Humanity needs drastic action to protect nature

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As negotiators debate the final text of an agreement from COP28, the world cannot wait for action, as humanity has fallen woefully behind on emission reduction targets and important conservation efforts. We must seize the surrounding momentum to focus on the importance of conserving natural ecosystems, including forests, as well as sharply cutting carbon emissions, to help avoid climate disaster.
COP28’s agenda included a focus on the “conservation, restoration, and sustainable management of nature.” This topic isn’t just rearranging deck chairs on the Titanic — it’s integral to meeting the Paris Agreement targets and to halting biodiversity loss.
Healthy, well-managed forests, especially old-growth forests, remain one of the most important resources we have for counteracting climate change. Coupled with drastic and immediate reduction in greenhouse gas emissions, we must commit to preserving forests, which are an essential tool to capture planet-warming carbon and the home of the vast majority of terrestrial biodiversity.
For the science behind why forests are important for carbon capture, in a high-level nutshell: trees and other plants take carbon dioxide out of the atmosphere through photosynthesis, making them a crucial carbon sink. Home to hundreds of thousands of diverse plant species, forests keep the cycle going by releasing nutrients to ensure future healthy plant growth and also protect soil, itself a carbon sink, from erosion. Other natural ecosystems, like wetlands, mangroves, seagrasses, and prairies, also make significant contributions as carbon sinks.
But the effectiveness of forests as a tool for carbon capture has recently come under scrutiny. Some have argued that forests now emit more carbon than they capture because of forest fires, essentially canceling out their usefulness in climate change mitigation.
But make no mistake: forests remain an invaluable environmental asset, which a prominent new study has once again corroborated. The key is that forest conservation and planting new trees can’t replace cutting fossil fuels. They must happen in tandem.
If we allow the destruction of natural ecosystems like forests to continue at its current pace, we risk losing much more than carbon sinks — the habitats of thousands of plant and animal species across the globe are also at risk. With up to 45% of all known flowering plant species alone currently under possible threat of extinction, such loss cannot be reversed without global resolve.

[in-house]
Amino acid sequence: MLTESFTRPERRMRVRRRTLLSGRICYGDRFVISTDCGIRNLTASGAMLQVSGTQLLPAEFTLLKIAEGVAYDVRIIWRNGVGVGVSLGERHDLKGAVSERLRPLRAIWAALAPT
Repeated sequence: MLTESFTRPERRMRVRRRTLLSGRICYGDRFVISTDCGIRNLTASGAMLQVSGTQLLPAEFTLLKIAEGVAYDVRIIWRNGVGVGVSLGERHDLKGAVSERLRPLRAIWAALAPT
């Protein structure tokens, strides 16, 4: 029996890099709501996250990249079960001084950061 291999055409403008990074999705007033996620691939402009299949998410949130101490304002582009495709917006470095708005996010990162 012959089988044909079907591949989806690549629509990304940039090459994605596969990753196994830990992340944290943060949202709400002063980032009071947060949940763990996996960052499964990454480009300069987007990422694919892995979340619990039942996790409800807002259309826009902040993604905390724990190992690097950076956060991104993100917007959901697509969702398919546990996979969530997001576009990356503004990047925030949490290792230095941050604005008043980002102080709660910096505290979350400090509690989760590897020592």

The world’s plants and animals have their own inalienable rights to a healthy planet. And as we continue to learn firsthand, when biodiversity declines, people are at greater risk of food insecurity, water scarcity, and even zoonotic disease.
Too often, our forests face deliberate threats, with human activity damaging vital forests on purpose. Perhaps the most troubling instance of deforestation is the conversion of large parts of the Amazon, the world’s biggest rainforest, to cattle ranches. As wildfires, coupled with intentional destruction, continue to ravage our forests, we are destroying one of the strongest bulwarks we have against carbon dioxide emissions.
Biologists across the globe are working in earnest to prevent this. These efforts, such as The New York Botanical Garden’s research and sustainable forest management training programs in the Amazon, include identifying and characterizing trees to help us understand the standing stock of biodiversity and forest products, which is a crucial part of designing effective management strategies and preventing harmful practices. Initiatives like these conserve plant species and in turn forests’ capacity to offset the impacts of climate change.
Important forest conservation efforts are happening closer to home, too. Nature-rich urban spaces, or urban forests, are now understood to be essential to global conservation. Once written off as useless remnants of long-gone wildernesses, urban forests cool and retain carbon within cities, provide habitat for a surprising range of native species, form corridors for animal migration, and give city dwellers access to the well-established benefits of nature.
The restoration of urban forests, including the removal of invasive species and the re-establishment of native plant populations, is proving crucial for environmental and social health.
Globally, our best defenses against ecosystem loss include enforcing ambitious measures that monitor, protect and guide wise management of native forests and prioritizing large-scale restoration projects to promote natural biodiversity. We must also move beyond short-sighted practices that frame planting trees alone as a way to offset carbon dioxide emissions and instead look to comprehensive solutions.
COP28 led to many calls for decarbonization — and rightly so — but we shouldn’t lose sight of the importance of conservation. If we significantly curb greenhouse gas emissions while safeguarding nature, and we do it now, the planet will be a better home for all of us.
Bernstein is CEO and president of The New York Botanical Garden.

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